Dale Saylor and Joe Williamson were in no rush to redesign their son’s bedroom in North Chatham, New York. The enchanting decor, inspired by a Paris children’s store, was a labor of love the couple poured themselves into while waiting to be chosen by a birth mother. They had painted it in the softest blue, Farrow & Ball Pavilion Blue; peppered it with gold and chartreuse polka dots; and hung flag garlands from the ceiling. “We were very attached to it,” says Williamson. “It was a symbol of our journey to becoming parents.”
But when Henry, now 7, started petitioning for a “big kid room” last Christmas—arguing that his current space looked too “baby”—they knew it was time to let go. So Saylor and Williamson, who own the design-build firm Hollymount, gave their son free rein to redecorate as a birthday present. His request: an outer space theme complete with dark walls and planets. All that was left to do was to pull it all together—in the middle of a lockdown.
The Hand-Painted Mural
“While the overall idea was completely Henry’s, we wanted to come up with a scheme that wouldn’t look entirely out of place with the rest of our house,” explains Williamson. A mural was a natural choice, but it needed to look right. So the couple pored over imagery from Soviet cosmonaut propaganda and works by French artist Nathalie Lété for inspiration.
As a base, they picked a navy shade from Ressource called Cosmique, applying it to the walls, trim, and ceiling. “The wonderful thing about this color is that it is so nuanced and it changes throughout the day and with different light conditions,” says Williamson.
After building out the paint palette with extraterrestrial blues and tans (Ressource’s Mid-Medici Bleu, Liù, San Miguel, Innocence, and Grège, to be exact), the couple stenciled on planets with a wax pencil, then painted them freehand. On the lower half of the walls, they added a lunar mountain range inspired by sci-fi illustrations to ground all that sky.
The Bed for an Awkward Layout
The couple originally dreamed of installing bunk beds or a loft for Henry, but the cramped floor plan and low ceiling ruled those ideas out. “The room is long and narrow and can very easily feel like a bowling alley,” Williamson explains. With the bed against the back window, a regular frame would have felt randomly plunked there; a wall-to-wall structure with a hidden trundle was the way to go. Working with Hollymount’s in-house carpenter, they designed the piece with a table at the foot and a niche for Henry’s favorite books—currently the Magic Tree House Merlin Missions series—for easy reach come story time.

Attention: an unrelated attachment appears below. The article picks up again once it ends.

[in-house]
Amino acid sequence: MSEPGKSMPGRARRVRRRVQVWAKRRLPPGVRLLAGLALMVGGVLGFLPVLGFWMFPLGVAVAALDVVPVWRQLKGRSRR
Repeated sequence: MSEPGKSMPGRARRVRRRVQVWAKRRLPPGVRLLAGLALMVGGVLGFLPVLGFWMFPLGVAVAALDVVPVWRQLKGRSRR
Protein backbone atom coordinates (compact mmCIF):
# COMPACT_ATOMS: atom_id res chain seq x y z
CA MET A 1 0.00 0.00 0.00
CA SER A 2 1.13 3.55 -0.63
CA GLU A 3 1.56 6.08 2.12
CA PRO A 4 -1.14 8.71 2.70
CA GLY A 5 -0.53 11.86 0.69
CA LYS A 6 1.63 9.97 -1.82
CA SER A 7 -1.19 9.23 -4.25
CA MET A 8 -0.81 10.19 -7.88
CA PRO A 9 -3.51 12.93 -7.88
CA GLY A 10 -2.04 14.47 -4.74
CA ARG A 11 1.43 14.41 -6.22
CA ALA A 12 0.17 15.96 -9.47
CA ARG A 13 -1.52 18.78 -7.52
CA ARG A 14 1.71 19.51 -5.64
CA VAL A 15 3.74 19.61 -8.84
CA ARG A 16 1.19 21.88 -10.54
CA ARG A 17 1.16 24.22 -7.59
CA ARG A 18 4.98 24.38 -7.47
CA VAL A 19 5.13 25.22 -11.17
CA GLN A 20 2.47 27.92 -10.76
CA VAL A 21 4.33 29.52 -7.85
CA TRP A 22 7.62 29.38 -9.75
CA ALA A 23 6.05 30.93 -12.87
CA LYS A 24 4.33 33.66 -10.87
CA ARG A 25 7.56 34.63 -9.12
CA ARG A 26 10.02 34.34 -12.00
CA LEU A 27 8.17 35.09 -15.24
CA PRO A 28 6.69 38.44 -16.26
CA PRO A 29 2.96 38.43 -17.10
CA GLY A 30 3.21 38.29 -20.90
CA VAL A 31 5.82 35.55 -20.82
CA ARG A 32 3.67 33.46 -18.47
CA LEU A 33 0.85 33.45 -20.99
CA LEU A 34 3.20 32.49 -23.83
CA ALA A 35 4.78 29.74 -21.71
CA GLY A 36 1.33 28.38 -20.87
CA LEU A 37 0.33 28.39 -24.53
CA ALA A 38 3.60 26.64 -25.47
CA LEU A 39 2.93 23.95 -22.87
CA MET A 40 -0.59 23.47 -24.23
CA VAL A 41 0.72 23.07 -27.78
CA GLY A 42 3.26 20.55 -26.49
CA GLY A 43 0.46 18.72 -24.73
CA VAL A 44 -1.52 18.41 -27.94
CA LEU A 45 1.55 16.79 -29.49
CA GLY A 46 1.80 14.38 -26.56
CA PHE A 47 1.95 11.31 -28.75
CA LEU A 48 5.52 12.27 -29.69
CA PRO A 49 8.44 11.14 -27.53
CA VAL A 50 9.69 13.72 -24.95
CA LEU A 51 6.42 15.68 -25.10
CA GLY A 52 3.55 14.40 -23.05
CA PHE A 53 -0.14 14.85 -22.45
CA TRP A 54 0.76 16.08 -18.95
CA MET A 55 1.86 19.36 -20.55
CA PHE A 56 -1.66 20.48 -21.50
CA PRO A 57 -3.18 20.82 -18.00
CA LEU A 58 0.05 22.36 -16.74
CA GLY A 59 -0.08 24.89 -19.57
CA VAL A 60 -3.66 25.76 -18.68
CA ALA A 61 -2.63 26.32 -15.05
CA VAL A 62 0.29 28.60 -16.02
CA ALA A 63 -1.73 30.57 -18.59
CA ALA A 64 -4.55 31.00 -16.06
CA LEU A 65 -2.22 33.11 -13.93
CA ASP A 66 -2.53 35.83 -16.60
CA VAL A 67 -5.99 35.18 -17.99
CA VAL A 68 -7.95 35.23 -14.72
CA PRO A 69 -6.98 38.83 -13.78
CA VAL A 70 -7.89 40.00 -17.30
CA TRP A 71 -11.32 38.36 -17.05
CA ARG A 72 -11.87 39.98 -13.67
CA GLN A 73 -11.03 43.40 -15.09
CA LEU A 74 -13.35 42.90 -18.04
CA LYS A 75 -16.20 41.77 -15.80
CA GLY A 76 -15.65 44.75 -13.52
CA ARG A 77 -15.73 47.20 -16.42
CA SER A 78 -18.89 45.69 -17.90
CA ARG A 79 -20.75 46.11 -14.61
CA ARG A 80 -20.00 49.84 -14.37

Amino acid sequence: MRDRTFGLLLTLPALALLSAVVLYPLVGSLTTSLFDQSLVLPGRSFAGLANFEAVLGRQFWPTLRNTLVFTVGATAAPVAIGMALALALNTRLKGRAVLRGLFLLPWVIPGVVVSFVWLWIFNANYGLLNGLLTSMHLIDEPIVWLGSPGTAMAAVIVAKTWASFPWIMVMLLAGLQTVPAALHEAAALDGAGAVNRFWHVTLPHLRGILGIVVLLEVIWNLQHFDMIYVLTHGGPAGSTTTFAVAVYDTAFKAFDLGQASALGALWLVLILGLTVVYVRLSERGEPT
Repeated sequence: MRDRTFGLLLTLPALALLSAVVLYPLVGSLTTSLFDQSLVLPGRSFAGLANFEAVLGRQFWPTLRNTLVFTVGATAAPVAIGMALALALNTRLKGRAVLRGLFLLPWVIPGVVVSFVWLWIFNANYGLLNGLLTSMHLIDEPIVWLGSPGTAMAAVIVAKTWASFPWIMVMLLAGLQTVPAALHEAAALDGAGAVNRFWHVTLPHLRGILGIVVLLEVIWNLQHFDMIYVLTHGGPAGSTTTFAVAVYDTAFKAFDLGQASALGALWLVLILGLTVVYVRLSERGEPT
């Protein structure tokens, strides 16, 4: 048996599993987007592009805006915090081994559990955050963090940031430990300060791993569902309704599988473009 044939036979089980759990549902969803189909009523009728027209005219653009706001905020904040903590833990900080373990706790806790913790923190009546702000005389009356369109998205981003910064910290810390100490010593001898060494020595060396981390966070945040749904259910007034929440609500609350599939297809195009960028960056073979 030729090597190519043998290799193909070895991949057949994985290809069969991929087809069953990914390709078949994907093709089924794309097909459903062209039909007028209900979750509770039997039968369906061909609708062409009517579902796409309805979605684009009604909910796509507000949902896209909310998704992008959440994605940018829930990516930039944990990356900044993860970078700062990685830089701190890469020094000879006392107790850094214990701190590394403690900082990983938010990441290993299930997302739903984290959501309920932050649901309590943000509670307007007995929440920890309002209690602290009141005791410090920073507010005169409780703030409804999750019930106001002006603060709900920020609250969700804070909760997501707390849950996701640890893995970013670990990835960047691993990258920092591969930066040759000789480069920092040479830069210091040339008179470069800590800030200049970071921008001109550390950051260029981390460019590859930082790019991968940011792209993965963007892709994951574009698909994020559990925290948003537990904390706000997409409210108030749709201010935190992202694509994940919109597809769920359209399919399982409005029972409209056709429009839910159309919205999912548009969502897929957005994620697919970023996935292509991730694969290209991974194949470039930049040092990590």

The Rocket Shelves
The couple had seen bookcases styled to look like rockets, which fit the concept perfectly (and would make space for Henry’s growing book collection), but they were hesitant to bring in more bulky elements to the already tight space. Instead, they painted the rockets and mounted slim, open-sided shelves on top. “If there’s one thing we’ve learned designing for our son, it’s that storage is imperative,” says Williamson. “Little people have so much stuff!”
The Repurposed Cupboard
In the opposite corner, a wardrobe salvaged from the nursery acts as storage for clothing and extra blankets. Saylor and Williamson had it built before Henry was born to match an antique piece they had spotted in Paris years earlier and finished it with vintage hardware found at the Clignancourt flea market. For the new room, they applied removable wallpaper in a constellation pattern to the door inserts. “We wanted to pull it into the theme without permanently altering it,” explains Williamson.
Last but not least: A moon rug and rocket ship pendant light found on Etsy, a yellow vintage Eames rocker, and a Philippe Starck Miss Sissi lamp they dug out of storage rounded out the room. Their birthday gift proved to be a winner. “You can always tell when Henry’s really excited about something,” says Williamson. “Our usually animated, never-stops-talking child gets very quiet and very still.”
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